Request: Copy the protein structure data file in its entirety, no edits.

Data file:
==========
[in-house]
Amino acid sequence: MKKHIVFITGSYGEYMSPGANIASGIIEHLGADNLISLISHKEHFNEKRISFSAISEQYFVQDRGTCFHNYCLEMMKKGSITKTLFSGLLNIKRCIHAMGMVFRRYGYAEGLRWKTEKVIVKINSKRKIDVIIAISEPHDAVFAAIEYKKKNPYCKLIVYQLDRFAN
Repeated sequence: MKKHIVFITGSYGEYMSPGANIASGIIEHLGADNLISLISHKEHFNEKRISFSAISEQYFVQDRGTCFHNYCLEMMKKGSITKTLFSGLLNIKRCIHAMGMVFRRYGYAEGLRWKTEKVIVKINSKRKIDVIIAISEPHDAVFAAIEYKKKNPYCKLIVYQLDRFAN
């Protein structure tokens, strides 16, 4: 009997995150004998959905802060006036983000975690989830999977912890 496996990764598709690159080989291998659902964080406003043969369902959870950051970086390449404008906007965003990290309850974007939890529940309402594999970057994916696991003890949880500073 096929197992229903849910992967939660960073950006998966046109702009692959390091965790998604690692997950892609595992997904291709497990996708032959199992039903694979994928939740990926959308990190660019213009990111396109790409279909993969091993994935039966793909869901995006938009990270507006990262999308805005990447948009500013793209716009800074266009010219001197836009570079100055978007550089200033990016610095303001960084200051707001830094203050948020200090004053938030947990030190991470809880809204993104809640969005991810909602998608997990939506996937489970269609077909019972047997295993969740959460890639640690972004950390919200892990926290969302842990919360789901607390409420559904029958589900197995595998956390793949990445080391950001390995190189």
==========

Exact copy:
[in-house]
Amino acid sequence: MKKHIVFITGSYGEYMSPGANIASGIIEHLGADNLISLISHKEHFNEKRISFSAISEQYFVQDRGTCFHNYCLEMMKKGSITKTLFSGLLNIKRCIHAMGMVFRRYGYAEGLRWKTEKVIVKINSKRKIDVIIAISEPHDAVFAAIEYKKKNPYCKLIVYQLDRFAN
Repeated sequence: MKKHIVFITGSYGEYMSPGANIASGIIEHLGADNLISLISHKEHFNEKRISFSAISEQYFVQDRGTCFHNYCLEMMKKGSITKTLFSGLLNIKRCIHAMGMVFRRYGYAEGLRWKTEKVIVKINSKRKIDVIIAISEPHDAVFAAIEYKKKNPYCKLIVYQLDRFAN
């Protein structure tokens, strides 16, 4: 009997995150004998959905802060006036983000975690989830999977912890 496996990764598709690159080989291998659902964080406003043969369902959870950051970086390449404008906007965003990290309850974007939890529940309402594999970057994916696991003890949880500073 096929197992229903849910992967939660960073950006998966046109702009692959390091965790998604690692997950892609595992997904291709497990996708032959199992039903694979994928939740990926959308990190660019213009990111396109790409279909993969091993994935039966793909869901995006938009990270507006990262999308805005990447948009500013793209716009800074266009010219001197836009570079100055978007550089200033990016610095303001960084200051707001830094203050948020200090004053938030947990030190991470809880809204993104809640969005991810909602998608997990939506996937489970269609077909019972047997295993969740959460890639640690972004950390919200892990926290969302842990919360789901607390409420559904029958589900197995595998956390793949990445080391950001390995190189």